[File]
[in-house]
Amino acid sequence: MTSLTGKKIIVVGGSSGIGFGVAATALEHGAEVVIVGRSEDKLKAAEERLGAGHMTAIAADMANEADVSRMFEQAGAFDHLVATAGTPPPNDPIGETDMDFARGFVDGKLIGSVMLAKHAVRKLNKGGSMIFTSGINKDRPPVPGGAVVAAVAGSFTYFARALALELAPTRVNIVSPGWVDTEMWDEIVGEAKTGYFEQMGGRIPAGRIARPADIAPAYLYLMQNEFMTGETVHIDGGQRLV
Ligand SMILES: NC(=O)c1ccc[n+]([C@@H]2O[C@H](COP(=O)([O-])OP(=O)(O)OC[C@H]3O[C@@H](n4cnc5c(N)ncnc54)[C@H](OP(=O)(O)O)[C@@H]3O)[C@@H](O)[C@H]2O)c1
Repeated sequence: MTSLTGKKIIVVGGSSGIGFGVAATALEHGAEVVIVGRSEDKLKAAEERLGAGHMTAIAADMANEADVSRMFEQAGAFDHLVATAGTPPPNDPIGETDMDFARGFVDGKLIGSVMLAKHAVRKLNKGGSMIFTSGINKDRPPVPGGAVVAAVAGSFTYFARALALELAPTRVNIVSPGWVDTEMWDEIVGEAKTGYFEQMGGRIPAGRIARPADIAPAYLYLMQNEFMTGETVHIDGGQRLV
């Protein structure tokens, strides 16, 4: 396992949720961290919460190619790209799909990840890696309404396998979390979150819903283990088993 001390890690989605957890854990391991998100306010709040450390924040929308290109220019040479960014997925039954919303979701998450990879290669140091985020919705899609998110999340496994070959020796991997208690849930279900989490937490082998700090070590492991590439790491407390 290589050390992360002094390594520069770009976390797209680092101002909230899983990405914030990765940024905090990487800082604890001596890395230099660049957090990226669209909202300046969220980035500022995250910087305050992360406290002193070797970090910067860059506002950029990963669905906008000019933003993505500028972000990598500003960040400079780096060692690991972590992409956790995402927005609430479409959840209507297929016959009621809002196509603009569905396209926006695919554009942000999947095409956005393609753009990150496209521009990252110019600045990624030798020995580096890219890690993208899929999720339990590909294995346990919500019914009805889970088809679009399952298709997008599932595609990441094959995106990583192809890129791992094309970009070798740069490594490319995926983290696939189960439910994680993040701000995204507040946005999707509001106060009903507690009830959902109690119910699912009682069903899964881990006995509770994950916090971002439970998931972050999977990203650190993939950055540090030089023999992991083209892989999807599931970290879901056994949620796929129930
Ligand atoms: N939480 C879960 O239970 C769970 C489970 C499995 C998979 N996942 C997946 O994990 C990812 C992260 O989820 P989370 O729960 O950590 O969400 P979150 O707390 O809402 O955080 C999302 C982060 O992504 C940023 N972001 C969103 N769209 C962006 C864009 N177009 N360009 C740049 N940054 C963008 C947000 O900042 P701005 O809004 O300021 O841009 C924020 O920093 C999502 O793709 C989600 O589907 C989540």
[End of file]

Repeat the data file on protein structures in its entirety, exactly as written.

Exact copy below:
[in-house]
Amino acid sequence: MTSLTGKKIIVVGGSSGIGFGVAATALEHGAEVVIVGRSEDKLKAAEERLGAGHMTAIAADMANEADVSRMFEQAGAFDHLVATAGTPPPNDPIGETDMDFARGFVDGKLIGSVMLAKHAVRKLNKGGSMIFTSGINKDRPPVPGGAVVAAVAGSFTYFARALALELAPTRVNIVSPGWVDTEMWDEIVGEAKTGYFEQMGGRIPAGRIARPADIAPAYLYLMQNEFMTGETVHIDGGQRLV
Ligand SMILES: NC(=O)c1ccc[n+]([C@@H]2O[C@H](COP(=O)([O-])OP(=O)(O)OC[C@H]3O[C@@H](n4cnc5c(N)ncnc54)[C@H](OP(=O)(O)O)[C@@H]3O)[C@@H](O)[C@H]2O)c1
Repeated sequence: MTSLTGKKIIVVGGSSGIGFGVAATALEHGAEVVIVGRSEDKLKAAEERLGAGHMTAIAADMANEADVSRMFEQAGAFDHLVATAGTPPPNDPIGETDMDFARGFVDGKLIGSVMLAKHAVRKLNKGGSMIFTSGINKDRPPVPGGAVVAAVAGSFTYFARALALELAPTRVNIVSPGWVDTEMWDEIVGEAKTGYFEQMGGRIPAGRIARPADIAPAYLYLMQNEFMTGETVHIDGGQRLV
């Protein structure tokens, strides 16, 4: 396992949720961290919460190619790209799909990840890696309404396998979390979150819903283990088993 001390890690989605957890854990391991998100306010709040450390924040929308290109220019040479960014997925039954919303979701998450990879290669140091985020919705899609998110999340496994070959020796991997208690849930279900989490937490082998700090070590492991590439790491407390 290589050390992360002094390594520069770009976390797209680092101002909230899983990405914030990765940024905090990487800082604890001596890395230099660049957090990226669209909202300046969220980035500022995250910087305050992360406290002193070797970090910067860059506002950029990963669905906008000019933003993505500028972000990598500003960040400079780096060692690991972590992409956790995402927005609430479409959840209507297929016959009621809002196509603009569905396209926006695919554009942000999947095409956005393609753009990150496209521009990252110019600045990624030798020995580096890219890690993208899929999720339990590909294995346990919500019914009805889970088809679009399952298709997008599932595609990441094959995106990583192809890129791992094309970009070798740069490594490319995926983290696939189960439910994680993040701000995204507040946005999707509001106060009903507690009830959902109690119910699912009682069903899964881990006995509770994950916090971002439970998931972050999977990203650190993939950055540090030089023999992991083209892989999807599931970290879901056994949620796929129930
Ligand atoms: N939480 C879960 O239970 C769970 C489970 C499995 C998979 N996942 C997946 O994990 C990812 C992260 O989820 P989370 O729960 O950590 O969400 P979150 O707390 O809402 O955080 C999302 C982060 O992504 C940023 N972001 C969103 N769209 C962006 C864009 N177009 N360009 C740049 N940054 C963008 C947000 O900042 P701005 O809004 O300021 O841009 C924020 O920093 C999502 O793709 C989600 O589907 C989540």